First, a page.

Weather & Climate
If you visit Maine in the summer, you can expect temperatures as high as the 80s along the coast and up to the 90s inland. Summer nights are usually comfortably cool. You may see some heavy ground fog along the coast or in low-lying inland areas. Some severe thunderstorms may occur between May and August.
Maine is divided into three climatological divisions: Coastal, Southern Interior, and Northern Interior. The Coastal Division, which extends for about twenty miles inland along the length of the coast, is tempered by the ocean, resulting in lower summer and higher winter temperatures than are typical of interior zones. The Southern Interior Division extends in a longitudinal belt across the southern portion of the State, and encompasses about 30% of Maine's total area. The Northern Interior Division occupies nearly 60% of the State's area and has a continental climate. It is furthest from the ocean and contains the highest elevations.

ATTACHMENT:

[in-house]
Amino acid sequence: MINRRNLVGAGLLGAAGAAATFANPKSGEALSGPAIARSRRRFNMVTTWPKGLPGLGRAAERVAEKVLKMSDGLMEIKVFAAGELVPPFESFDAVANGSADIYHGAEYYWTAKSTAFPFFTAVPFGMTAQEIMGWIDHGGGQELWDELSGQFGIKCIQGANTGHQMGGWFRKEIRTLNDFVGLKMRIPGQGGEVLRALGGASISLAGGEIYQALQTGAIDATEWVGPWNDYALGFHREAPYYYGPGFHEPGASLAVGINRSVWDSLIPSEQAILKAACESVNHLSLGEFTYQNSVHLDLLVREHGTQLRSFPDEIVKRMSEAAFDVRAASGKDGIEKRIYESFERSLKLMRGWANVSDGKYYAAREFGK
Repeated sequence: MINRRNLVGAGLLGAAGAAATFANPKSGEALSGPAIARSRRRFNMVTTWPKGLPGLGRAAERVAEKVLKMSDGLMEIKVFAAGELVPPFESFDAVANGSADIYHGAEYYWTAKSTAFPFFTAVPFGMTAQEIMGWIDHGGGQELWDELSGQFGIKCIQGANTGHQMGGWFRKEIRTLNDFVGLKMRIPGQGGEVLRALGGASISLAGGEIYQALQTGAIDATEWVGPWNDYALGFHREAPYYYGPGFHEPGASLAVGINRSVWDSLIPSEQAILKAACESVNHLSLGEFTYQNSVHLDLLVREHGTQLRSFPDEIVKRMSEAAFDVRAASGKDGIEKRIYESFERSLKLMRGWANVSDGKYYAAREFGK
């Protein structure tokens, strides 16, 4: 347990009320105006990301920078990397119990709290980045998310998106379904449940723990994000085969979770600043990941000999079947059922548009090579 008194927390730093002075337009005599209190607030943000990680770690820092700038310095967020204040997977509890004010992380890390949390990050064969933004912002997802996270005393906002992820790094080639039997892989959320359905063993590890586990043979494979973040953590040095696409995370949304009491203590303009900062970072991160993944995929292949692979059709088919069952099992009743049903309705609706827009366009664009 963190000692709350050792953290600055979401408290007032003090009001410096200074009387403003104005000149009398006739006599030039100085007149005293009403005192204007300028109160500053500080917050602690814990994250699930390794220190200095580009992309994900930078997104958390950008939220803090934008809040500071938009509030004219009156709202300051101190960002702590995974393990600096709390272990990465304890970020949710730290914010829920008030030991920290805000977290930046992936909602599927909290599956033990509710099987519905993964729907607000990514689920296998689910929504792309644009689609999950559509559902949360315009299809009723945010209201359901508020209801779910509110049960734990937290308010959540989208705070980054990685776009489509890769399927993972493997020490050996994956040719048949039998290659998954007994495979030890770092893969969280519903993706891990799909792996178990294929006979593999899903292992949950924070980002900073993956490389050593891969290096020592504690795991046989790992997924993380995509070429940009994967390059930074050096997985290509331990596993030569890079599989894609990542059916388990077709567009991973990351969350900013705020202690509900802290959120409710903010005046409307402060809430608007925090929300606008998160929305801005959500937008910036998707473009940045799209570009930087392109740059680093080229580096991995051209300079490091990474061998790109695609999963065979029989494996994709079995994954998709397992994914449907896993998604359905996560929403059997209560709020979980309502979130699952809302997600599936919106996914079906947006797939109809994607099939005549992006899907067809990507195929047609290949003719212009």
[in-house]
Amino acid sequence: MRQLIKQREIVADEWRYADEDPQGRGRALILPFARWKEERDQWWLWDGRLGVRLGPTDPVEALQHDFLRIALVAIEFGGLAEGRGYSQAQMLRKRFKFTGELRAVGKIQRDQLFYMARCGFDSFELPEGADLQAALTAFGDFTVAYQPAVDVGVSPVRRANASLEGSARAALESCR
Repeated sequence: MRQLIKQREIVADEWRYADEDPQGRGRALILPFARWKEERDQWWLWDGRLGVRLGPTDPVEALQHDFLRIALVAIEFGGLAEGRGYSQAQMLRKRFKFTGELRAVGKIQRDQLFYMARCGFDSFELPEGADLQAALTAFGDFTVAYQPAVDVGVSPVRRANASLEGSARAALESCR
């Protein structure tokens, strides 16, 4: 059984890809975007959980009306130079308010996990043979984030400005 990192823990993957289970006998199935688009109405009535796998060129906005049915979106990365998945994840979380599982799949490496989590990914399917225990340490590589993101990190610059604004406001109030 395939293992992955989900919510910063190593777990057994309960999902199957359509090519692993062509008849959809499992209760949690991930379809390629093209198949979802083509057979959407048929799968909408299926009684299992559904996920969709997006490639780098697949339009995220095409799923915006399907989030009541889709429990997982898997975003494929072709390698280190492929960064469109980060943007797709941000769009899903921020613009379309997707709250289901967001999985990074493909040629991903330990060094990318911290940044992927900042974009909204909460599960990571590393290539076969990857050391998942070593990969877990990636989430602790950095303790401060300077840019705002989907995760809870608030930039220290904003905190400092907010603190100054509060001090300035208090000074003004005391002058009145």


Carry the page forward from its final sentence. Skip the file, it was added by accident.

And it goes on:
Winters are generally cold, but very prolonged cold spells are rare. Average annual snowfall in Maine is 50 to 70 inches along the coast and 60-110 inches inland. The coast rarely has more than 15 to 20 days annually with snowfall of one inch or more, although a "Northeaster" may occasionally drop 10 or more inches of snow in a single day. January is normally the snowiest month, with an average of about 20 inches.
Precipitation is generally even throughout the year, although some flooding may occur in late winter and early spring. Maine is rarely subjected to ice storms, hurricanes or tornadoes.